The start of a new year is always a time to reflect on the past and future. Looking back, the fact that the casting call for the mayor of Pine Bluff yielded nine candidates is one of the most noteworthy and fascinating events of 2012. For some it reflected our discontent and disgust with the administration of Carl Redus. The large pool was seen as a call for radical change among all segments of the city’s population. Apart from disgust, others saw it as a reflection of the best of our democracy, namely grassroots citizen involvement in government. Still others saw in the large number of candidates the usual ego-centric, self promoting behavior that characterizes American politics at all levels of government. Clearly, there is merit in each of these views.
In my view, other civic impulses are also evident. The large turnout may reflect a citizenry that in recent years has been gripped by what I will call the “city that would be mayor” syndrome. And not all aspects of that syndrome promise to set a positive and progressive tone and template for our city as it attempts to solve the many economic and social problems we face.
This “city that would be mayor” syndrome reached its zenith after Redus’ firing of former police chief Howell. Clearly; there were many other missteps and failures of leadership displayed by the former mayor during both terms of his 8-year tenure. And I was among those who voiced my displeasure with some of his actions and inactions. Yet, that singular moment, the firing of Howell, and its aftermath marked a dramatic turn in public perceptions. It raised racial tensions to a boiling point not seen perhaps for several decades. As an attendee in the hallways of the city council chambers during the first council meeting following the firing, I can attest to the rawness of the emotions of that time.
Thankfully, due to the calming words and actions of many Pine Bluffians of all races at the time, the racial tensions quickly subsided (at least as publicly expressed). But the hiring of Brenda Jones-Davis set in motion those sentiments, actions and reactions underlying “the city that would be mayor” complex. Somewhat ironically, the core of that complex was marked by precisely the kind of “micro-management” efforts that Redus was accused of engaging in within city hall itself. That is, we Pine Bluffians, having grown “fed up” with Redus, began to scrutinize and criticize each and every move made by him and his administration. The Commercial, our civic/journalistic eyes and ears, led the vanguard. Beyond the printed page, our conversations on the streets, shopping venues and other public gatherings inevitably led to impassioned critiques of what was going “right” or “wrong” in city hall.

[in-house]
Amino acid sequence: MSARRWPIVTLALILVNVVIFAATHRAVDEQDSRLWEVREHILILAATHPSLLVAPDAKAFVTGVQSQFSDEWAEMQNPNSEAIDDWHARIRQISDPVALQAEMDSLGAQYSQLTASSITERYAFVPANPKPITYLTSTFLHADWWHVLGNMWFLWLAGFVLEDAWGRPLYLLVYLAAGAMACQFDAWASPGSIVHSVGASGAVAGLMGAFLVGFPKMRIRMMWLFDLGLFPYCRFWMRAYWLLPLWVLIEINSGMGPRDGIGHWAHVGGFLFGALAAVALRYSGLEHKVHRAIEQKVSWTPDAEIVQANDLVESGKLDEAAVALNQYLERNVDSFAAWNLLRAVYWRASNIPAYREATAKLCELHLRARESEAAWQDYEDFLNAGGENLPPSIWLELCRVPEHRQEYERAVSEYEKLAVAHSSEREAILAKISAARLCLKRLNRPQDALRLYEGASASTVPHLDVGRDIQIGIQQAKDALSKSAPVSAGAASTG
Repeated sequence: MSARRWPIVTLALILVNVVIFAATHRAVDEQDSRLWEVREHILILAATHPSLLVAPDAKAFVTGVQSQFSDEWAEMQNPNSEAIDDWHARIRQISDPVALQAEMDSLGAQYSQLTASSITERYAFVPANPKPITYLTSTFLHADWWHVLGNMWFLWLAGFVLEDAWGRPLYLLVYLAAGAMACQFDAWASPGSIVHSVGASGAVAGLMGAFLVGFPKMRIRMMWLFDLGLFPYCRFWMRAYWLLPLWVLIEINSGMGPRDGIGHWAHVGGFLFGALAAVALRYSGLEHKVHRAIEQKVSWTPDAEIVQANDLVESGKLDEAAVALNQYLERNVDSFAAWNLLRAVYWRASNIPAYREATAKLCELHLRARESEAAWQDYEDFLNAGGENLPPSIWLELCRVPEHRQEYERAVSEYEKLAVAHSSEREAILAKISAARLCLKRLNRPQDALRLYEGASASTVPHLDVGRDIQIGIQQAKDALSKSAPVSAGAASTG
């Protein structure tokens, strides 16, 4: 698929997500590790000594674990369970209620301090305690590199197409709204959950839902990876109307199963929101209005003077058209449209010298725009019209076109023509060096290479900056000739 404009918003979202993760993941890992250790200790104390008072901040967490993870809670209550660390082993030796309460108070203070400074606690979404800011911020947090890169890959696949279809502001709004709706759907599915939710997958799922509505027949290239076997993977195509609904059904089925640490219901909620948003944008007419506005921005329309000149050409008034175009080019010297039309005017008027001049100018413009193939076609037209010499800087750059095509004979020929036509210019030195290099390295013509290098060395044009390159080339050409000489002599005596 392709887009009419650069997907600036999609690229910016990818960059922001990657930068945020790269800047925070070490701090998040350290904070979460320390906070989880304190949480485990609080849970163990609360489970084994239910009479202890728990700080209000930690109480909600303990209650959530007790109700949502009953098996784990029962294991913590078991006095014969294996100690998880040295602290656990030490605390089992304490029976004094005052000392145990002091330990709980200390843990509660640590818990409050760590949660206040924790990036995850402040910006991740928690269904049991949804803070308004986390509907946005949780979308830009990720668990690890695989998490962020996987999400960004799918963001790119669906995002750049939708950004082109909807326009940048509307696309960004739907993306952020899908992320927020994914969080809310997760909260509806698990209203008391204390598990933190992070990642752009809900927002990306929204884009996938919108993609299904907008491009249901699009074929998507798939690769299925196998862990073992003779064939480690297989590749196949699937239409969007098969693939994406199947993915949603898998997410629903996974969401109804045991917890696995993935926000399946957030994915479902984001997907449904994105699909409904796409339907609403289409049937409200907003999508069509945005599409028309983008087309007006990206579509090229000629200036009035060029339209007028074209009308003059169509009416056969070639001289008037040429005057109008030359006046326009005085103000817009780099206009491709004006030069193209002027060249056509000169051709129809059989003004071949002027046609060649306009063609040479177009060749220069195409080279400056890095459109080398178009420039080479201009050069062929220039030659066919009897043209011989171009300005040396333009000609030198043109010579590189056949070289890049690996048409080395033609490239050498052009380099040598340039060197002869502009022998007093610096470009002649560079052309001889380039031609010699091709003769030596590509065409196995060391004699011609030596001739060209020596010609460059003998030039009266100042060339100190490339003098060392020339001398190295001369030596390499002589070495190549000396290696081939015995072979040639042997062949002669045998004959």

For sure, to engage in such scrutiny is our civic duty. But looking back to 2011-2012, our citizen-led and journalistic critiques at times became much more of an exercise in nitpicking, second guessing and micro-managing than the kind of dialogue we sorely needed to begin to move the city forward. A modern 21st century city of our size, and one that wants to grow even larger, will not fare well if we all believe or act as if we are, can be, or should be mayor. There is something to be said for patiently allowing the workings of a representative democracy that uses the ballot box itself as our major vehicle of change. Ultimately, that is what we did.
Now, as 2013 dawns, we have a brand new administration as mayor Hollingsworth picks up the reins at city hall and attempts to move us forward toward being the kind of economically prosperous, less crime-prone, and well educated city that we all yearn for . Let’s wish her well, and let’s do our parts to assist in that effort. Yet, at times, I fear that we still have not gotten over our “city that would be mayor” syndrome. It’s our call, Pine Bluff.
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Darnell F. Hawkins received a doctorate in sociology from the University of Michigan and a law degree from the University of North Carolina. He currently lives in Pine Bluff after retiring from the University of Illinois at Chicago where he specialized in criminal justice.